Saturday, May 01, 2010

The Beat Goes On, But Music's Out of Tune

May 1, 2010, 7:10 a.m.

Just When I Thought There Was No More School News
(brought to you by*)

Schools Update

[If you're looking for links to the prior 11-part series on the recent superintendent search, see "Superintendent Murley's Calm Seas, Smooth Sailing," April 29, 2010.]

When I was asked how I liked being a school board member I often responded, "Well, you may not get any pay, but at least you get a lot of grief." Now it turns out, when it comes to paying for our redistricting efforts we may have the reverse of that: "We may not have solved the boundaries problem during the last year, but at least it's cost us a lot of money."

This morning's Gazette reports, Gregg Hennigan, "Iowa City Schools Paid $106,000 for Consultant," The Gazette, May 1, 2010, p. A3. (Why do we have to get that news from Cedar Rapids? Why wasn't that story in the Press-Citizen -- or did I just miss it?)

But how good is the Board's data? Julie Eisele, "Letter: Where is School Board Getting Information?" Iowa City Press-Citizen, May 1, 2010, p. A11. Apparently the "dangers" of students driving to school along I-80 -- which some parents and Board members have used as an argument against one of the proposed boundary changes -- are statistically substantially less than their driving on in-city routes (according to studies by the staff of the Johnson County Council of Governments, JCCOG).

It's reminiscent of Mark Twain's observation that "It's not what we don't know that hurts us, it's what we know that ain't so." [The quote, in a variety of forms, is variously attributed to Mark Twain, Will Rogers, and others. (The Penguin Dictionary of Modern Humorous Quotations, 1987, attributes it to Josh Billings.)

Or, as the poster in the modest office of one of my favorite one-time school superintendents put it: "In God we trust. All others bring data." (Attributed to W. Edwards Demming.)

Oh, and how is the neighboring, big city approach to redistricting going; the one that I wrote about recently? Right on schedule. It took exactly the planned two weeks from the Board's first announcement, through informing parents, public meetings -- to the Board's vote last Tuesday night. And what did their consultant cost them? Not a dime. So far as I know they didn't have one. Is there a lesson there? See "School Boundaries: There Are Better Ways; Options Include: (1) Others' Practices, and (2) Common Sense; The Rock Island-Milan School District," April 16, 2010; and Nicole Lauer, "Rock Island board changes boundaries for six schools," Dispatch-Argus Quad-Cities Online, April 27, 2010.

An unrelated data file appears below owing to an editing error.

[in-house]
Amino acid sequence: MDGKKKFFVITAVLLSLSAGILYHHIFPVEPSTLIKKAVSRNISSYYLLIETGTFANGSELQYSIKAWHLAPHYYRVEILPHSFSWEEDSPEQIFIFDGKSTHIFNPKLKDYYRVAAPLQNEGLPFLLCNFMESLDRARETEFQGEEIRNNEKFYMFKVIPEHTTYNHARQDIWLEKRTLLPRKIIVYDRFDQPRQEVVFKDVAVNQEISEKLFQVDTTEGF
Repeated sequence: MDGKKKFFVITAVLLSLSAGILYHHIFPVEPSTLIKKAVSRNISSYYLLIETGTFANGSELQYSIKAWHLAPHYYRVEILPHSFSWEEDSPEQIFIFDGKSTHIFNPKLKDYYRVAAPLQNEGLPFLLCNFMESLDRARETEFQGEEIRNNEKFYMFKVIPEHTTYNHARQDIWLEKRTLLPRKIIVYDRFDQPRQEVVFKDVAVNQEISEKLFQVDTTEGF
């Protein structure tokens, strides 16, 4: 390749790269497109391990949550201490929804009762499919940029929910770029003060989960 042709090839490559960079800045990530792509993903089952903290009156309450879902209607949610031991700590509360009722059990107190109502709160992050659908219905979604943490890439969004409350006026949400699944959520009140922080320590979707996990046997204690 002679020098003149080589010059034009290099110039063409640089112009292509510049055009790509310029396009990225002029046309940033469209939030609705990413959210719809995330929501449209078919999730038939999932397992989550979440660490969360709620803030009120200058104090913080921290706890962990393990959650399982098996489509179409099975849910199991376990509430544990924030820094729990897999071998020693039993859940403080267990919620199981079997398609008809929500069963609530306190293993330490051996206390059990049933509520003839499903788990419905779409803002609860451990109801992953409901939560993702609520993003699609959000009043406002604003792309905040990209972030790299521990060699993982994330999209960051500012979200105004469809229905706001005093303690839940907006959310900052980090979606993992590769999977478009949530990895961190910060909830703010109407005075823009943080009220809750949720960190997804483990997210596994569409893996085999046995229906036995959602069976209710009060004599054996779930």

Now our City Council wants to weigh in on the Board's redistricting with a meeting Monday. That should be a big help -- notwithstanding a Council member's acknowledgment that, "We still feel this is a decision to be made by the School Board." Lee Hermiston, "Iowa City Council to Discuss Redistricting," Iowa City Press-Citizen, May 1, 2010, p. A1.

Actually, I think the Iowa City metropolitan area should do a lot more working together (as the School District ought to do a lot more working with other local educational institutions such as Regina and Kirkwood). That's what JCCOG is about. After all, our total population is roughly that of an apartment development in one of the world's larger cities. And yet we're served with dozens of city councils, police and fire departments, bus companies, school districts, and other governmental units and institutions. The City of Iowa City (amongst a great many other organizations) does have a stake in school boundaries. Where they're drawn has an impact on City services (e.g., water, sewer, roads, fire and police), property tax revenues, and the direction of business and residential growth and "development," including that impact on green space and flood control. Unfortunately, we don't currently have the process set up to create, utilize and have the School District benefit from input provided by the City Council of Iowa City (and Coralville, at an earlier meeting).

Students' performance; SINA; and No Child Left Behind

And speaking of educational data, and "what we know that ain't so," take a look at Rob Daniel's "Schools Try to Improve in Math and Reading," Iowa City Press-Citizen, May 1, 2010, p. A1.

This could be (and undoubtedly has been) a subject for a doctoral dissertation at a college of education. So I'll just make one little point.